GRANTS PASS, Ore. -- For Tom Blanchard and his classmates at Grants Pass High School in the 1960's, the big gathering spot, especially after Friday and Saturday night games, was Larry's Drive-In, at the south side of Grants Pass. He says "Gosh, those were good memories. Not just the free hamburgers! They were good.But, just the, the high school experience I think was enjoyed more with those kinds of uh, experiences than maybe now. There's so many other things that kids are involved in, but those were, uh, pretty special memories." Blanchard adds "that was where all the guys and the girls went, and it was absolutely, typically; it was American Grafitti all the way. I mean, the letterman's jackets, our rolled up pants and white socks, the guys, uh, drivin' around, Larry's, the people parked in the drive-in's stalls, talkin' to their girlfriends. It was so American Graffiti, you could not believe it. And it was THE place on Friday and Saturday night. That's where everybody was!"
The old Larry's is still there, but it's nothing like Blanchard and his generation remember. It's now known as Herb's La Casita. Blanchard says another hamburger place at the north end of Grants Pass also drew a crowd. "It was Arctic Circle, and the guys name was Stan Commons.A big booster, and a real nice man whose kids had gone through the program, and that was also kind of a hangout."
"American Graffiti" is the George Lucas movie that Blanchard was referring to, and the movie's scenes at "Mel's Diner" are iconic. The "American Graffiti"-like hangouts in Medford were Jack's Drive-Up on Riverside, and Cubby's Drive-In at the south Medford interchange, where Carl's Junior and Arby's are now.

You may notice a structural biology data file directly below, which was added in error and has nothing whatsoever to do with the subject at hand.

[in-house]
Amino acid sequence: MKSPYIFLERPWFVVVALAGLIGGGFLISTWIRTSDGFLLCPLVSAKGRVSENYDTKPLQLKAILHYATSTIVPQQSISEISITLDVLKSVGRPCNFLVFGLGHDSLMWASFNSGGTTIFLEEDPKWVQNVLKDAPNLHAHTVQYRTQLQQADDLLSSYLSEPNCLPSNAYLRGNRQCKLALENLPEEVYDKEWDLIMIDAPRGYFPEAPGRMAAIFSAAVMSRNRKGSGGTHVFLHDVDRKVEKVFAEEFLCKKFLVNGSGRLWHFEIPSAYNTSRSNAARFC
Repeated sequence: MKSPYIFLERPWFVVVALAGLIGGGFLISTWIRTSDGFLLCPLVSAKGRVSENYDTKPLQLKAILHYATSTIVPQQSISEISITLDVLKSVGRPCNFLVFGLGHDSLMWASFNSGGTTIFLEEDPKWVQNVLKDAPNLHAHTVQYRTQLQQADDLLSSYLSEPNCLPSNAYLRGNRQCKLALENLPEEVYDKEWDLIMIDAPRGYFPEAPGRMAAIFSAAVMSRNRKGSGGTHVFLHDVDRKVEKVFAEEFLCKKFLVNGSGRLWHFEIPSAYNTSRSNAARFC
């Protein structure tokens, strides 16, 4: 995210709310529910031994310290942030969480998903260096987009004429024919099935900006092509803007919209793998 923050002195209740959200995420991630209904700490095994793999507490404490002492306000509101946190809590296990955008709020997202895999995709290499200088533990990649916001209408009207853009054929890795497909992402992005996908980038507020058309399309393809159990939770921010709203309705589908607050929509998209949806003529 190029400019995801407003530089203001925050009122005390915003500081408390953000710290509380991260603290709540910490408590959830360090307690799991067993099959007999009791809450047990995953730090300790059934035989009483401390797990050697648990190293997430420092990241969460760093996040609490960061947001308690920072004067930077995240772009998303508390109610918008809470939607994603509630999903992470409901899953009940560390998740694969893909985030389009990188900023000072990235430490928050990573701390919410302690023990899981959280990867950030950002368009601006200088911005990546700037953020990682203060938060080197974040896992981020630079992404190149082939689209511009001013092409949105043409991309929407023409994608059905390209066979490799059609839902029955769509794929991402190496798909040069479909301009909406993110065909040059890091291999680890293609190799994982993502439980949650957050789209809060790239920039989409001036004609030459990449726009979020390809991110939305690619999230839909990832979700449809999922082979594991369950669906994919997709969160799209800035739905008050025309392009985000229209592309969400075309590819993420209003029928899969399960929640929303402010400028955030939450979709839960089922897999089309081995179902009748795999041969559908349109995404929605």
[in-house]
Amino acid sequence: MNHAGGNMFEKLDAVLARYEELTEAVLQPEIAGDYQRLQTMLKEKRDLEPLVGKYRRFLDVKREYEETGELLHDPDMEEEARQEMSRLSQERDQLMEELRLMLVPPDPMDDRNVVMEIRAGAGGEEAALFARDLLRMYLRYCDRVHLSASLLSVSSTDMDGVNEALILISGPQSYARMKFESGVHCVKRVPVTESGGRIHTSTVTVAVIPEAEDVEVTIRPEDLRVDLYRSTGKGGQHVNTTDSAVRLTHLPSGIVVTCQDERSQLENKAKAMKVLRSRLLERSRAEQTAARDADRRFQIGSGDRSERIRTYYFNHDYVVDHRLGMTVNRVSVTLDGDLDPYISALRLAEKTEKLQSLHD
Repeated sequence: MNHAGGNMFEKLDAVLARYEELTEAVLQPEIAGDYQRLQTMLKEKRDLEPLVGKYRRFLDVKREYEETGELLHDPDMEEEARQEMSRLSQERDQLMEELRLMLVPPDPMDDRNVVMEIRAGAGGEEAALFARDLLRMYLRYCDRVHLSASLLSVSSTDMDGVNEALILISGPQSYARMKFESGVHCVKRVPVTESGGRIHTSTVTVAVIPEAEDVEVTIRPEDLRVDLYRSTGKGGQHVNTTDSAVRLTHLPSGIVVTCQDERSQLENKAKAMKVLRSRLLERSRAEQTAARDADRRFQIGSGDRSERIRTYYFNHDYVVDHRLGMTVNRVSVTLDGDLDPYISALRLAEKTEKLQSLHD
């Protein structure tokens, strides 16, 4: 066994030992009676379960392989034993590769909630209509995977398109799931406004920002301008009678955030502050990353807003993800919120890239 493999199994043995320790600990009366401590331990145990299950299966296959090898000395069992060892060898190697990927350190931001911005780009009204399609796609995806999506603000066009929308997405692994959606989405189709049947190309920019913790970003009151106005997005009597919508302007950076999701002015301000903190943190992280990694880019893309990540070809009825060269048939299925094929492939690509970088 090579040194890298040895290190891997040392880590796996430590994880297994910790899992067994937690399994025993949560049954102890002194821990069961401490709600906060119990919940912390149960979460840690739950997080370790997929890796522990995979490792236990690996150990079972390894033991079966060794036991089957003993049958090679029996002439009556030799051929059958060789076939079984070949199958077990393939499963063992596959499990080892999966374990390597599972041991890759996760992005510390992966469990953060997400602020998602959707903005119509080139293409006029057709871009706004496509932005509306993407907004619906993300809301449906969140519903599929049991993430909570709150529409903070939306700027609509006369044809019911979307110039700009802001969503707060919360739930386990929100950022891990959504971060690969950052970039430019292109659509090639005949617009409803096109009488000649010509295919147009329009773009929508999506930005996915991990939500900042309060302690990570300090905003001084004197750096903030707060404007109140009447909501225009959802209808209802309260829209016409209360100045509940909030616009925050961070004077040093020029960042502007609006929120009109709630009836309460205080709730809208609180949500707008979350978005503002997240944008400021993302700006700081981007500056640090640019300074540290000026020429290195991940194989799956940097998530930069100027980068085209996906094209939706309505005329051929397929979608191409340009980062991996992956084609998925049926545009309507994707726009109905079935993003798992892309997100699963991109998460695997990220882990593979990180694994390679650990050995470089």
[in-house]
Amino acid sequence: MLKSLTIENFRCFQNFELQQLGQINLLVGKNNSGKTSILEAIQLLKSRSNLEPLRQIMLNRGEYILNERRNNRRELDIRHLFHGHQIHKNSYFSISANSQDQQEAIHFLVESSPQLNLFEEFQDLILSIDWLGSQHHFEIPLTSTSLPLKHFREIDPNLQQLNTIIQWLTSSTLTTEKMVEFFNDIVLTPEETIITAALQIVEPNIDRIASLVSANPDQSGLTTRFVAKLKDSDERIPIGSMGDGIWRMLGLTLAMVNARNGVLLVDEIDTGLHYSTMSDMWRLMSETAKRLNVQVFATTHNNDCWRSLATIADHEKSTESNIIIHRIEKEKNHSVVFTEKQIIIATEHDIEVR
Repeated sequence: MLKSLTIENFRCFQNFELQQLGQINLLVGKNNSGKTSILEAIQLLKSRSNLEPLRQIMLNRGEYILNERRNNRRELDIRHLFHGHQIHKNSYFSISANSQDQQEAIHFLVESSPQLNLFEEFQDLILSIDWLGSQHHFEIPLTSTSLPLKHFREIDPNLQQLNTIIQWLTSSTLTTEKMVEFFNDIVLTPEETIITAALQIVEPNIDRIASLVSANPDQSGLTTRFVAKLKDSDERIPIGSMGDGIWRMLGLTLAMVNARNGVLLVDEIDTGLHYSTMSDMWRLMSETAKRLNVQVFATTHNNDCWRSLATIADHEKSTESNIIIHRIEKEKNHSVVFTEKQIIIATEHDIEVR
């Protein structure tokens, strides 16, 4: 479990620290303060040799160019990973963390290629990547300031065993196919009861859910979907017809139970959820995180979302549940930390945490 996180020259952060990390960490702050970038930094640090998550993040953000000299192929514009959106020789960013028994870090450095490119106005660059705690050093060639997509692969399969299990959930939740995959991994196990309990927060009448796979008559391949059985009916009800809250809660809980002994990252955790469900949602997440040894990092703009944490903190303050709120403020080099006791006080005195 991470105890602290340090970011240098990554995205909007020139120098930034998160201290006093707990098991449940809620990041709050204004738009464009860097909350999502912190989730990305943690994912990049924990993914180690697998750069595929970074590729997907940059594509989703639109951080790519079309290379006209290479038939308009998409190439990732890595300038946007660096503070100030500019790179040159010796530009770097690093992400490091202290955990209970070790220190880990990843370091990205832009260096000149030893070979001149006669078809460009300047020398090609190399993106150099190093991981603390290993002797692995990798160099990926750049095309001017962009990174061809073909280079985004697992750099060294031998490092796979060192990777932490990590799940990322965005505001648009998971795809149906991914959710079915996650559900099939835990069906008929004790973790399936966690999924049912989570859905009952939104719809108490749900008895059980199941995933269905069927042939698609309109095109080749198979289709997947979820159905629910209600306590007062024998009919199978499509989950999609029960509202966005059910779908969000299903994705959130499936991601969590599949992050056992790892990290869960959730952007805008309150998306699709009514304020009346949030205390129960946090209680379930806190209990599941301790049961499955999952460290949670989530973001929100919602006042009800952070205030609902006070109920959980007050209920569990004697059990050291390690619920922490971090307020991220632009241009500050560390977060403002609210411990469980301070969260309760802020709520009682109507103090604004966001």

Resterauntuer Stan Smith operated Cubby's throughout the sixties and says he got to know quite a few Medford High students. He says "we had boy car-hops and uh, uh, I put tan pants on them and tennis shoes and white shirt and tie and told 'em to run. Uh, Sid Deboer commented uh, not too long ago, that uh, he learned one thing from me. It was service. I had them run. One of the kids the other day--I ran--guys--I ran into, he said, 'Yeah, we could walk to the car, but we had to run back!". We had Sid Deboer and Danny Miles, and Gary Miller, and quite a few of the local guys. Kids at that time as car hops.'"
Smith says he was even contacted once by a McDonalds representative. "They were selling franchises. And uh, I thought I didn't want anything to do with a franchise operation. I wanted to do my own thing and make my own hamburgers. And uh, and uh, that's before--long before, uh, McDonalds arrived in Medford. Maybe, uh, maybe I missed the boat there! heh, heh."
The big weekend ritual was to cruise down Central and up Riverside in a circuit between Jack's and Cubby's. Ray White says "That had definitely a social component to it. And I actually fell in love at Cubby's! 'Course, it was with the Smith's french fry sauce that I fell in love with, but uh, uh it was--you'd go and you'd see people and it was different than it is now. And we didn't have those things in Central Point either, so, we'd come into Medford to do it."
Smith and his wife finally left Cubby's about 1971, and took over the Mon Desir Dining Inn and made it a landmark meeting place as well. Cubby's was never really the same after they left.
It's been quite a few years since one of Southern Oregon's favorite gathering spots for teenagers, Cubby's, sat here on the parcel, where Carl's Junior and other restaurants and stores are now. A lot of things have changed in all those years. More national chains have pretty much replaced the local hamburger places.
What was Jack's Drive-Up later was Golden Spike Pizza Parlor for years, and is now home to the Sign Dude Sign Shop. Some wonder how these meccas of teen-dom would do today?
Smith says, "I don't know about the culture today. Uh, would probably create a lot of problems. I think uh, people hanging out--probalby the wrong--the wrong people."
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